• I have included a V_Backup tab. For most users I do not suggest that you use this (and do not suggest that you close the solder jumper to connect it to V+). If you feel that V_Backup is for you make sure you read the datasheet for the L96 to understand how it works. 
  • The ON solder jumper next to the voltage regulator is closed by default. This means that as soon as power is connected between GND and V+ that the vario will power on. If you want the same behaviour as the v12 then you can cut the connecting wire on the tab. 
  • The GPS LED is orange. When the GPS has a 3D fix it will flash. 
  • Pads for GND, RST and BOOT are exposed on the top of the board. 
    • Short GND and RST when powering on to reset the default hardware settings. 
    • Short GND and BOOT when powering on to enter the bootloader for updating firmware via TTL_Serial (if I release an update). 
  • Note that there are a couple of components near the GPS that are not populated. This is not a mistake. 
The image below shows the layout on the front and back of the board. 

New firmware

Some updates to the firmware for this model include:
  • Some changed default settings to match the different GPS (internal baud rate).
  • startDelayMS is set at 2000 by default. This adds a 2s delay between the vario powering on (indicated with a very brief chip), and data being sent out. It is used because the ON solder jumper is closed by default. The behaviour is that when your Kobo is started, and power flows from the Kobo serial port, the vario starts right away. 
  • There is a higher performing vario/GPS sentence multiplexing algorithm. 
What is in the bag?

The BlueFlyVario_TTL_GPS_v12.2 includes:
  • The vario module.
  • A small piece of neoprene. It is very important that this is placed over the pressure sensor to protect it from the light, but still allow air to come through. Make sure to leave the white tape on, and place the black squishy side of the neoprene on the sensor. 
  • Some blue PVC heatshrink to hold the neoprene in place and help protect the components. You will only put this on at the final assembly stage.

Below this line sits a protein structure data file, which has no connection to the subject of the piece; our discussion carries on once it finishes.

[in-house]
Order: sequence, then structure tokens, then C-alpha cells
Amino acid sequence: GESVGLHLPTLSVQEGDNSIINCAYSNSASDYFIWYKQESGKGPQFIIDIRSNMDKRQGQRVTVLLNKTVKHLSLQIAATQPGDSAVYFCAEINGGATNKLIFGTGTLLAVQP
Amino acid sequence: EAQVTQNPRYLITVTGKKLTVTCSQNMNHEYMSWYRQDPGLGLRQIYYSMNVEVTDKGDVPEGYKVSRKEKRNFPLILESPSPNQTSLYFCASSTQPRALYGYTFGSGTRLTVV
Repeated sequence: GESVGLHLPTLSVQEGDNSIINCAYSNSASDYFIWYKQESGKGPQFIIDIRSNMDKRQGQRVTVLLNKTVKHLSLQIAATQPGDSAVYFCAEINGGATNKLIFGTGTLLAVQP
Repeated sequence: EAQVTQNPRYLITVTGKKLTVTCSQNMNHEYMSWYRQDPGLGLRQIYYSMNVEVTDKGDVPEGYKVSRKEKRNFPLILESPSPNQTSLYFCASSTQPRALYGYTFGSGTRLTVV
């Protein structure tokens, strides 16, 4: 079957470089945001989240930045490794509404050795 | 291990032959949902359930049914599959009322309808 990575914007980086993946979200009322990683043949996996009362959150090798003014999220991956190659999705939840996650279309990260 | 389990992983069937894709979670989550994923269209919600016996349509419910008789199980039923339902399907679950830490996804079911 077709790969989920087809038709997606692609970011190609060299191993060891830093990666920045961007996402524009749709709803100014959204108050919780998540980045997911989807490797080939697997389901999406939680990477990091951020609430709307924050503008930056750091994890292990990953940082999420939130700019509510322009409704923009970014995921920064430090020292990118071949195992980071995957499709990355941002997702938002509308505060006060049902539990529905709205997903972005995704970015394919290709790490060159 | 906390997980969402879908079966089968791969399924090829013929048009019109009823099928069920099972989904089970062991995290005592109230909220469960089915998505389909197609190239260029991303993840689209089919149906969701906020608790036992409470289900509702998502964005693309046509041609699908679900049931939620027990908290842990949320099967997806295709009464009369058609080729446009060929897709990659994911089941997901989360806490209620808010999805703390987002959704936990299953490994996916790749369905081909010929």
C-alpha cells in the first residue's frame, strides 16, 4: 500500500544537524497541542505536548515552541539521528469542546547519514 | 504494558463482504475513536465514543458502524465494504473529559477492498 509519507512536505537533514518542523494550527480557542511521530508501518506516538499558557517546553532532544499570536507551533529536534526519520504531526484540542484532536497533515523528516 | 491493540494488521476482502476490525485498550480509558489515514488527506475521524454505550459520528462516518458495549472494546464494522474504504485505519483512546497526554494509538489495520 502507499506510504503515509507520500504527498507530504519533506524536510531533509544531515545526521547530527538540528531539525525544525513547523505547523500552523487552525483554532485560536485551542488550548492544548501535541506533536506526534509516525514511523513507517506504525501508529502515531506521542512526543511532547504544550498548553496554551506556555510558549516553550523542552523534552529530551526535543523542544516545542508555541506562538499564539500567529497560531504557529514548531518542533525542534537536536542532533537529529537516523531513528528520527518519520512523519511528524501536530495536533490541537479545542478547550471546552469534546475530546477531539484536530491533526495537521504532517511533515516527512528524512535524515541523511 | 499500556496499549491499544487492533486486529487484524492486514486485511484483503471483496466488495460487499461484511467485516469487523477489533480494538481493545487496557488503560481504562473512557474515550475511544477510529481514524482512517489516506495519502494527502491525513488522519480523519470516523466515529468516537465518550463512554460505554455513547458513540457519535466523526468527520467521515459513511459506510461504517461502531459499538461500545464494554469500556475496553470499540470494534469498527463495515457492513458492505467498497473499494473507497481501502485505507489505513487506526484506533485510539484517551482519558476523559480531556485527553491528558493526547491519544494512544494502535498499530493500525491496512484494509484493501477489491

• Some telephone cable. Strip this for the individual wires. 

Simple Assembly

There are many ways to assemble the module on the Kobo. I suggest you read old blog posts on here and check out Nev's page at for more ideas. Some pilots design 3D cases. I prefer a simple install method these days. 

Some important tips for all installs:
  • Keep the wires as short as possible. The location of the Bluefly will depend on which kobo you have. Note that xcsoar can be configured in any of the four orientations and you should select a layout to match. 
  • Put the neoprene on correctly. Make sure the black squishy side is on top of the pressure sensor to protect it from light, but still let air in. 
  • Keep your solder joints clean. Use a hot soldering iron with flux for the minimum time needed to get good solder joints. Clean the flux off with isopropyl alcohol. 
  • Make sure the antenna is hanging over the edge of the bezel, with nothing behind the keep out area on the back of the Bluefly board. 
  • In xcsoar, set the Bluefly as Device A, Port: ttymxc0 (or something like that, only one will work), Baud rate: 115200, Driver: BlueFly Vario.
The image below shows mid way through an install on an old Kobo Glo. Notice the neoprene in the right spot. At about this point I always make sure that I check the Monitor in the Devices menu of xcsoar to see the data streaming in. 

In my simple installs I generally just attached the vario using double sided tape (after heatshrink). Hot melt glue helps protect the wires.